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By Denise Myshko
Transition Time for Medicaid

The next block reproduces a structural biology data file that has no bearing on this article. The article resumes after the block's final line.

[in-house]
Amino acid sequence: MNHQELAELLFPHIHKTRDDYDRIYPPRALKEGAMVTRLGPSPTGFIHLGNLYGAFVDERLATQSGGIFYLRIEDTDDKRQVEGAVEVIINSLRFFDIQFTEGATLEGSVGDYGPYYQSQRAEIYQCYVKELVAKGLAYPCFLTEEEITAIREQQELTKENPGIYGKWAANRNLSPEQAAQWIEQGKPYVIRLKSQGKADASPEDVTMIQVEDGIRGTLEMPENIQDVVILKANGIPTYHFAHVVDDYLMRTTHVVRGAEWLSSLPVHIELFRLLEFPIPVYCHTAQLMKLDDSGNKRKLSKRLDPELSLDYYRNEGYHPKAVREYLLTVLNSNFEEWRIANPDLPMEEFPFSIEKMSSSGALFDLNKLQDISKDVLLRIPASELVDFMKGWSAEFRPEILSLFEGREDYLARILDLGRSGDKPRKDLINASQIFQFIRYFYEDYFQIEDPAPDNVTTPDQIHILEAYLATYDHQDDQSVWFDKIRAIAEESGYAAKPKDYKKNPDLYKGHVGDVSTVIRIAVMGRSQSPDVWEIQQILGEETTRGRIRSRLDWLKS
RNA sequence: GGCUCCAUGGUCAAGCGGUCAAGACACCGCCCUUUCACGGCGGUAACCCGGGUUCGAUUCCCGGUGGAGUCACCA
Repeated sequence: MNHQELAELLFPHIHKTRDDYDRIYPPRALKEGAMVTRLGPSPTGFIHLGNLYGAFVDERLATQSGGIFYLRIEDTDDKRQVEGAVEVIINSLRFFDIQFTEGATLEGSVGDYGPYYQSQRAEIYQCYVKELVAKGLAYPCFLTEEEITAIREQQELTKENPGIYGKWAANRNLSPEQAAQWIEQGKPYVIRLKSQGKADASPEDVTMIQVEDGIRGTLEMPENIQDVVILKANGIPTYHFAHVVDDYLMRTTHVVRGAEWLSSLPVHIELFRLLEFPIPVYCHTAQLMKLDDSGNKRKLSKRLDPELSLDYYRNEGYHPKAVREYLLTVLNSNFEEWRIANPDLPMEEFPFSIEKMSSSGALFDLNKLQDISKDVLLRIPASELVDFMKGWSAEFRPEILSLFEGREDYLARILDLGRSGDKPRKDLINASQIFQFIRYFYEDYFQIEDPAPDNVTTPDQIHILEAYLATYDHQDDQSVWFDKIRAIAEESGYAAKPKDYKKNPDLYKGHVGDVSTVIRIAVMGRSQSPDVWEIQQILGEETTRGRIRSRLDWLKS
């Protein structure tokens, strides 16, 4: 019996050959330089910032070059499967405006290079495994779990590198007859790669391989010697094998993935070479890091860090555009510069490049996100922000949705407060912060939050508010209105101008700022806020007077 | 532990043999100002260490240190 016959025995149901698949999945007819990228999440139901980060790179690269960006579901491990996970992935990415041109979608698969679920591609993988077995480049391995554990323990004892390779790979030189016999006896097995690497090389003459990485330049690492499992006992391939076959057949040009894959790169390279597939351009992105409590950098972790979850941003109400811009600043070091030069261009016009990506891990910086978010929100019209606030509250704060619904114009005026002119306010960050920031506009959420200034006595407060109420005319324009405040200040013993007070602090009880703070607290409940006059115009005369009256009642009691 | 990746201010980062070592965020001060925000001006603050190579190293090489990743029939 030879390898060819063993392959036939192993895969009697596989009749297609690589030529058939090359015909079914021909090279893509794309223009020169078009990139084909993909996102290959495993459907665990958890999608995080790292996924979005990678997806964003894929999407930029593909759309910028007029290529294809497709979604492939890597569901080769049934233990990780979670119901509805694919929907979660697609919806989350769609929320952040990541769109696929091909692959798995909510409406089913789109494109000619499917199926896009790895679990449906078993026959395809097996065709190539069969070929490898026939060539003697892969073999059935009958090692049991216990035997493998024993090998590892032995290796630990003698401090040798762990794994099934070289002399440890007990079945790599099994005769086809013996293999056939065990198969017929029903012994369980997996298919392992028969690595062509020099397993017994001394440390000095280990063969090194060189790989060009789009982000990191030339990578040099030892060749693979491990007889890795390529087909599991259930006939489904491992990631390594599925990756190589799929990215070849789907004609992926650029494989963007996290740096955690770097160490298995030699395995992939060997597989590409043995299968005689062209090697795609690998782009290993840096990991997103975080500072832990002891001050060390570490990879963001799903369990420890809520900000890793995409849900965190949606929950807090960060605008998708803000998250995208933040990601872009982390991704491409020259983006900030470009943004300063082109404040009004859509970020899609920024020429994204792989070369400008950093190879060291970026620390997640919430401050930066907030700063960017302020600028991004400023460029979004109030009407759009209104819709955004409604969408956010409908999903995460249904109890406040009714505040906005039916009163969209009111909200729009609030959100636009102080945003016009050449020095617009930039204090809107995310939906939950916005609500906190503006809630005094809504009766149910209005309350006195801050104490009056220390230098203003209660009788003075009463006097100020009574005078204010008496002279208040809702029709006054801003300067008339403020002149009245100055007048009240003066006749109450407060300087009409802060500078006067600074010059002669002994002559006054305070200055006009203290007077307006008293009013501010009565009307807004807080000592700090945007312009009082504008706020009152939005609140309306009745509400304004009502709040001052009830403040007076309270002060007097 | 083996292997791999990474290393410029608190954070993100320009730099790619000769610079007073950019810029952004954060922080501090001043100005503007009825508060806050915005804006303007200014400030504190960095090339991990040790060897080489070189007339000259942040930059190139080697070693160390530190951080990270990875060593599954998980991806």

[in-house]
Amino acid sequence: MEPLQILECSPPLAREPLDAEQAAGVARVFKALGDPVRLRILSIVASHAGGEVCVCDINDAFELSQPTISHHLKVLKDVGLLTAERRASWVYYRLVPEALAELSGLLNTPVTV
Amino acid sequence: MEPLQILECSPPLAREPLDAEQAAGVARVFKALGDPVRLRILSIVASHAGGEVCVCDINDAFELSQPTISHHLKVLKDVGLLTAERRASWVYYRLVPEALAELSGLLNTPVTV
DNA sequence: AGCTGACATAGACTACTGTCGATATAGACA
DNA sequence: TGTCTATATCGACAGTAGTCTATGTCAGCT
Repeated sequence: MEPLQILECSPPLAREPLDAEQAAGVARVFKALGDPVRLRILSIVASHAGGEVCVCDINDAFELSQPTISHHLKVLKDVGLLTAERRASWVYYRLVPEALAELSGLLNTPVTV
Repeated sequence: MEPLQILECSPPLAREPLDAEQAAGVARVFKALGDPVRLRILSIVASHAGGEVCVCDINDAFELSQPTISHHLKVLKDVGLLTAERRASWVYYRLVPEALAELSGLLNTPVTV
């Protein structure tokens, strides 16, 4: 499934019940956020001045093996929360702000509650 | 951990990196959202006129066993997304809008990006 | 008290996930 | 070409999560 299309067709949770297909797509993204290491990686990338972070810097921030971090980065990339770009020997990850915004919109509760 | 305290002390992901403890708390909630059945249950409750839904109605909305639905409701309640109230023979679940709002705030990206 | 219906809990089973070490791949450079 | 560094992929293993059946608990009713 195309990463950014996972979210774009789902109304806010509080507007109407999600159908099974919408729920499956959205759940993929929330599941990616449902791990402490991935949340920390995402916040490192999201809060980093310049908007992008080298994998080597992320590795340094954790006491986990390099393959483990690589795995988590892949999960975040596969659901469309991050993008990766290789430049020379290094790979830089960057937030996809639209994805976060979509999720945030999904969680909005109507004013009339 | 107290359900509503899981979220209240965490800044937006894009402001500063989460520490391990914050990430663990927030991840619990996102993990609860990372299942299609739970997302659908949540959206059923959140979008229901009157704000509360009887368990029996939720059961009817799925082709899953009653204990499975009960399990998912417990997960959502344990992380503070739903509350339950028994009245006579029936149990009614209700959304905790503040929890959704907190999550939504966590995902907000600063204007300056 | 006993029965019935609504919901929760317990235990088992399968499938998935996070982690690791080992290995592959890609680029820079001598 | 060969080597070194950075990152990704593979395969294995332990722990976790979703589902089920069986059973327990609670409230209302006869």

Medicaid reform is taking hold at both the state and federal levels, and the use of managed-care and cost-containment strategies are gaining momentum amongst state prescription plans. Medicaid reform is taking hold at both the state and federal levels, and the use of managed-care and cost-containment strategies is gaining momentum among state prescription plans. States Seek Efficiency in Pharmacy Programs Major changes on the national level, combined with individual state initiatives, are requiring states to adapt their policies and rework their systems and infrastructures to meet the changing nature of pharmacy benefits. This is according to a new report, State Perspectives on Emerging Medicaid Pharmacy Policies and Practices, that was released in November 2006 by the National Association of State Medicaid Directors (NASMD). The report, powered by Avalere Health LLC, is the first annual Medicaid pharmacy policy survey that provides comprehensive information on a number of categories important to states and other key stakeholders. Forty-seven states responded to the survey conducted in June and July 2006. The report looks at states’ responses to questions in five major areas: the impact of the Medicare Part D prescription drug program on states’ Medicaid pharmacy programs; the new pharmacy cost sharing and price transparency provisions included in the Deficit Reduction Act of 2005; various drug rebate policies; the role of managed care organizations in the provision of prescription drugs; and states’ efforts to implement medication management and quality initiatives. Among the major findings of the report are: Several states implemented policies to supplement Medicare Part D coverage for certain low-income Medicare beneficiaries. To date, most states report that the shift of dual eligibles to the Medicare Part D drug benefit has not had a substantial financial impact. States are still waiting for guidance from the Centers for Medicare and Medicaid Services on the Deficit Reduction Act of 2005 to assess the law’s impact on Medicaid pharmacy policies. More than two-thirds of states, however, noted that they do not expect the DRA to reduce their spending on pharmacy benefits significantly. Several states participate in or are considering joining bulk-purchasing pools. States use a variety of mechanisms to manage both cost and use of prescription drugs, while coordinating such efforts with evidence-based pharmacy quality programs. Source: National Association of State Medicaid Directors, Washington, D.C. For more information, visit nasmd.org. Dr. David Medvedeff Formularies are starting to take hold within Medicaid. Reform has involved employing a managed-care strategy to cap costs, says David Medvedeff, Pharm.D., President of Informed Decisions. Experts on this topic Pravin Chandran. Partner, Contracts Management Practice, BusinessEdge Solutions Inc., East Brunswick, N.J.; BusinessEdge Solutions is an industry-focused business and technology consulting firm. For more information, visit businessedge.com. David MedvedefF, Pharm.d. President, Informed Decisions LLC, Tampa, Fla.; Informed Decisions, a wholly owned subsidiary of Gold Standard Inc., provides a full array of health information technology services to healthcare interests, including state governments, commercial insurance payers, pharmaceutical manufacturers, and professional healthcare associations. For more information, visit informeddecisions.com. Donna Lee Yesner. Partner, McKenna Long & Aldridge LLP, Washington, D.C.; McKenna Long & Aldridge is an international law firm of more than 400 lawyers and public policy advisors. For more information, visit mckennalong.com. PharmaVOICE February 2007